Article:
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NASA praises Boeing's 'picture-perfect' Starliner mission

Boeing and NASA teams work around Boeing’s Starliner spacecraft after it landed at White Sands Missile Range’s Space Harbor in New Mexico on May 25, 2022.
Boeing and NASA teams work around Boeing’s Starliner spacecraft on May 25, 2022, shortly after it landed at White Sands Missile Range in New Mexico. (Image credit: NASA/Bill Ingalls)

Boeing's Orbital Flight Test 2 (OFT-2) is officially a success.

That's the verdict that leaders at NASA and Boeing gave during a press briefing on Wednesday night (May 25), a few hours after the aerospace giant's Starliner capsule returned to Earth to wrap up OFT-2, a crucial uncrewed demonstration mission to the International Space Station (ISS). 

Starliner touched down in the White Sands Missile Range, a U.S. Army facility in New Mexico, at 6:49 p.m EDT (2249 GMT) on Wednesday, hitting the desert dirt just 0.3 miles (0.5 kilometers) from its target landing point. Steve Stich, manager of NASA's Commercial Crew Program, described the landing as "picture perfect" during Wednesday night's briefing, saying that the test flight accomplished all of its mission objectives. 

Live updates: Boeing Starliner Orbital Flight Test 2 mission to ISS
Related: Boeing's Starliner OFT-2 test flight for NASA in amazing photos

For Boeing, the success was hard won and long delayed. The first OFT, which launched in December 2019, ended prematurely when Starliner suffered software glitches that prevented it from meeting up with the ISS. The makeup flight OFT-2 was originally supposed to launch last summer, but issues with stuck valves in Starliner's propulsion system grounded the vehicle just hours before liftoff. After an eight-month delay, OFT-2 finally got off the ground last Thursday (May 19).

OFT-2 went smoothly from start to finish, though it did have a few minor hiccups. For example, two thrusters on Starliner's service module failed during the orbital insertion burn, which occurred about 30 minutes after launch. And as Starliner approached the space station on Friday (May 20), an additional two thrusters needed to be shut down, this time in the capsule's reaction control system. 

In both cases, backups for each system worked as they were designed to do, and neither issue substantially affected the mission. But Starliner's thrusters will be a focus of several post-flight checks and tests in the near future. 

"Putting the vehicle through its paces on this flight is really the only way to prepare us for the crewed flight test," Stich said. "Once we work through all the data, we'll be ready to fly crew on this vehicle."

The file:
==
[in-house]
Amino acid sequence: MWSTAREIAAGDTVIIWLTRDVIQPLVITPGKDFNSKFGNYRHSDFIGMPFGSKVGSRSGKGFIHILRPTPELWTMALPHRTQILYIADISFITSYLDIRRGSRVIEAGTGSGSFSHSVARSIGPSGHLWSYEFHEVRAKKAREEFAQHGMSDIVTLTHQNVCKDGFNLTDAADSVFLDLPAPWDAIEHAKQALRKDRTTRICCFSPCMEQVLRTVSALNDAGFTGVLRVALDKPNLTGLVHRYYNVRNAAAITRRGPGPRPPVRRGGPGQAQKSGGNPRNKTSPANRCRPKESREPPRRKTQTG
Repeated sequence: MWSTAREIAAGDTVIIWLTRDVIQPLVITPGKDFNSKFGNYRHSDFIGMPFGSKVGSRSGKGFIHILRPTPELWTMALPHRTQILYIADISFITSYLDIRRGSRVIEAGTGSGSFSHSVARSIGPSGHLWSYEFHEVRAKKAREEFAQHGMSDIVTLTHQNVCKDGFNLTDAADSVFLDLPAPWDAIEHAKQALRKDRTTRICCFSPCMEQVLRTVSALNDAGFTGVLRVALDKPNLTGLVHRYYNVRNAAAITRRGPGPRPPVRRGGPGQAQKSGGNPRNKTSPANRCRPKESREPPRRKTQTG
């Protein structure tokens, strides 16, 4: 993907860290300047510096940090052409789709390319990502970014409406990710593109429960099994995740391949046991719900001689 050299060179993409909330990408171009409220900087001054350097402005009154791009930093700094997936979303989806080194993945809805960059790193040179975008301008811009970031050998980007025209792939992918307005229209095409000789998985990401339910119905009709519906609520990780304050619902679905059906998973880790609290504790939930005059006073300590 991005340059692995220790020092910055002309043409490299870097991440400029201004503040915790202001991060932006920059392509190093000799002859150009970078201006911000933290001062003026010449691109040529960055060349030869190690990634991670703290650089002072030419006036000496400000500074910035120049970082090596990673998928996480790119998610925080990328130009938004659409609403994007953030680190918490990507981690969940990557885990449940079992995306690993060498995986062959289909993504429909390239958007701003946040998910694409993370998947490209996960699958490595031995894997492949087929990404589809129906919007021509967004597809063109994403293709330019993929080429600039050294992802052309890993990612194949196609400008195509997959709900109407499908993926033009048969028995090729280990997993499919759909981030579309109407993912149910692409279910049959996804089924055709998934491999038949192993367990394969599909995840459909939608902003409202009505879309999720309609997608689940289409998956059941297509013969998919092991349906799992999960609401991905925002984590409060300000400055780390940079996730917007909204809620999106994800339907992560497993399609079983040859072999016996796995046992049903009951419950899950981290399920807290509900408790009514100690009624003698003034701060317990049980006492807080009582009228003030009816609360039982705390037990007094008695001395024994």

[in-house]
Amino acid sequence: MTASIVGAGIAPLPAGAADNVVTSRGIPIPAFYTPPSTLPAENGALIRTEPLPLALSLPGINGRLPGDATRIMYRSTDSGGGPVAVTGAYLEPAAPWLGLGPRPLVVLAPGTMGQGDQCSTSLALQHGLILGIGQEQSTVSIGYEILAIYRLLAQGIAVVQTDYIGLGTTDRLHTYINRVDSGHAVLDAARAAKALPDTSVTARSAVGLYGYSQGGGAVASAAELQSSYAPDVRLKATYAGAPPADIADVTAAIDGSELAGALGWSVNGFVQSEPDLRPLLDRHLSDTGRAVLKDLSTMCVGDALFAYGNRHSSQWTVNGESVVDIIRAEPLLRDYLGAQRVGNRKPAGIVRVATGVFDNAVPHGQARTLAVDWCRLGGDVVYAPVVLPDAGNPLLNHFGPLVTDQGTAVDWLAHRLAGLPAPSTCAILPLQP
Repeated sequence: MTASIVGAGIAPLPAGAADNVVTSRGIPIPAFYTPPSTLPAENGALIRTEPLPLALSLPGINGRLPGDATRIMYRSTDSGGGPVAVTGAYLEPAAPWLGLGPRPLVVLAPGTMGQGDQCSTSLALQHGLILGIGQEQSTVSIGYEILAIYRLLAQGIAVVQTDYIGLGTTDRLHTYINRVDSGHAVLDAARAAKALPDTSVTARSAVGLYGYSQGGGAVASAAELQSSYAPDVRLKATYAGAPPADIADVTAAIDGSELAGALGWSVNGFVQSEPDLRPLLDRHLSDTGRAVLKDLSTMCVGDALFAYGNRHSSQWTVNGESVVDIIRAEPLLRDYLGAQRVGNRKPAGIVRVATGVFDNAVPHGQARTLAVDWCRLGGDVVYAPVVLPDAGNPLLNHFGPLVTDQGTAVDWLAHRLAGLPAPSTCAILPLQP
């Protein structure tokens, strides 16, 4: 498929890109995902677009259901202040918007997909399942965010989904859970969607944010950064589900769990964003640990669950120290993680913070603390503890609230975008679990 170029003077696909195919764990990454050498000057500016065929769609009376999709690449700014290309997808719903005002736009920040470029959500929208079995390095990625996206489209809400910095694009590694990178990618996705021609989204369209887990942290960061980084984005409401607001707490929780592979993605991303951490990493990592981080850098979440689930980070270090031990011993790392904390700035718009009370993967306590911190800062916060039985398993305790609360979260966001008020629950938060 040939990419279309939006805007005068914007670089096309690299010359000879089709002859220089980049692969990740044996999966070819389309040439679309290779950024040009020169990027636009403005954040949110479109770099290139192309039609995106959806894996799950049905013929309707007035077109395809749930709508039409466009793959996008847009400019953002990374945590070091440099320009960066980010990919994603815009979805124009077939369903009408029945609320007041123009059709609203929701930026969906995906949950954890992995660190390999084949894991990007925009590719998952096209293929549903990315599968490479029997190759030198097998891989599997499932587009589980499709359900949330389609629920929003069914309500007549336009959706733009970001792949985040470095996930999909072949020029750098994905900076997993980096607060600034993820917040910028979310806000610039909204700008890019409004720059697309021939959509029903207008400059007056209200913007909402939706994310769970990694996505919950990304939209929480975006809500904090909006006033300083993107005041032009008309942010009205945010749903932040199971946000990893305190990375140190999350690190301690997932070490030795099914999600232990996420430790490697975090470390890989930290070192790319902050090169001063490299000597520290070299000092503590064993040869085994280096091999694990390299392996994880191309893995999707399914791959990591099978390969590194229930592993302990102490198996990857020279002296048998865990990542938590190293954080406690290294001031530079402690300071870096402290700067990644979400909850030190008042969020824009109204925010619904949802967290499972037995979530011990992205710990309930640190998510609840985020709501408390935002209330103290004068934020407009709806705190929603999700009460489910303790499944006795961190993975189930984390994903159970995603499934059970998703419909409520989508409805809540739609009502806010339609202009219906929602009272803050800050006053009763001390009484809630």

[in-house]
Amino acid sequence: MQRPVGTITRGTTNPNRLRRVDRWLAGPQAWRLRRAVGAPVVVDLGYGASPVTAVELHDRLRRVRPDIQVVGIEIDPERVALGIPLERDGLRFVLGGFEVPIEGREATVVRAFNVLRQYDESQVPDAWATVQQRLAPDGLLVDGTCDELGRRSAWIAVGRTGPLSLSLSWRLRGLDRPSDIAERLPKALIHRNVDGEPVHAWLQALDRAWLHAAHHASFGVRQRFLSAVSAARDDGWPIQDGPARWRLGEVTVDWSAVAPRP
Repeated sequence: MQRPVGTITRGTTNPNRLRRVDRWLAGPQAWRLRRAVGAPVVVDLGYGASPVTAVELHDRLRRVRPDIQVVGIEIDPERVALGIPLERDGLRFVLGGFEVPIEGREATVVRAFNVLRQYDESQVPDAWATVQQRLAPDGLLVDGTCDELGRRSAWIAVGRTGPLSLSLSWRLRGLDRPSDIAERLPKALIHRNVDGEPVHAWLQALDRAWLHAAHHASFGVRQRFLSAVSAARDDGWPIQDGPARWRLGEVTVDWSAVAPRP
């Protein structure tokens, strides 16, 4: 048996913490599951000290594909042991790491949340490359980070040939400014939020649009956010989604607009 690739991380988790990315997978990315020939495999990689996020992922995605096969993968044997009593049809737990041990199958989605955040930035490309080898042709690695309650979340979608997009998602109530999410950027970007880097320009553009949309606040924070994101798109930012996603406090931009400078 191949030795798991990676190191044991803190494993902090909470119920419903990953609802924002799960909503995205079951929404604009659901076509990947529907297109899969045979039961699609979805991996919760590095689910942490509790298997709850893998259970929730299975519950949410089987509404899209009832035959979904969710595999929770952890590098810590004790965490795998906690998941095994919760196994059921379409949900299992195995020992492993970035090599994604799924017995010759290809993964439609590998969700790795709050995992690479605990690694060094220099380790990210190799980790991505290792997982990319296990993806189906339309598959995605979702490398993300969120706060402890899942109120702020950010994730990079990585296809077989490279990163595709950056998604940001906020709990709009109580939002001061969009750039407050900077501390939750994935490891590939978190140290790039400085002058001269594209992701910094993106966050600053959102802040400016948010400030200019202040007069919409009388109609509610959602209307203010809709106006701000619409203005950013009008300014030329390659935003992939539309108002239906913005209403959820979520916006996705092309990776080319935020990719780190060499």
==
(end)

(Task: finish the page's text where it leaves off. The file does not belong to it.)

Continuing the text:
Teams will soon move Starliner to a staging area to prep the vehicle for transport back to Boeing's facilities at NASA's Kennedy Space Center (KSC) in Florida. Mark Nappi, vice president and program manager for Boeing's commercial crew program, said he expects Starliner to return to KSC around June 9. 

"Then we'll prep the vehicle for CTM-1," Nappi said, referring to Starliner's Crew Test Mission 1, the first planned flight of the spacecraft with astronauts aboard. 

NASA astronaut Suni Williams, who also participated in the post-landing briefing, voiced her excitement to potentially fly on the vehicle during upcoming missions, though a specific crew rotation has yet to be determined. 

Williams said that she's ready to "kick out Rosie and Jeb and take the next flight," referring to the two "passengers" that flew on OFT-2. Rosie is Rosie the Rocketeer, Boeing's test dummy, clad in the company's blue spacesuit and strapped into Starliner's command chair. Jeb, a toy plushy strapped into a seat next to Rosie, is an astronaut character from the space agency/rocket launch simulator game Kerbal Space Program. 

Rosie and Jeb were not the only things along for the ride on OFT-2. Starliner brought up nearly 500 pounds (227 kilograms) of cargo and supplies for astronauts aboard the space station and carried down to Earth about 600 pounds (272 kg) of gear. 

NASA and Boeing representatives have not laid out a clear timeline for Starliner's first crewed mission. But they have said that they're eyeing late 2022 as a potential target.

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Josh Dinner is a freelance writer, photographer and videographer covering space exploration, human spaceflight and other subjects.  He has covered everything from rocket launches and NASA's Artemis 1 Space Launch System megarocket to SpaceX astronaut launches for NASA. To find out Josh's latest space project, visit his website (opens in new tab) and follow him on Instagram (opens in new tab)and Facebook (opens in new tab).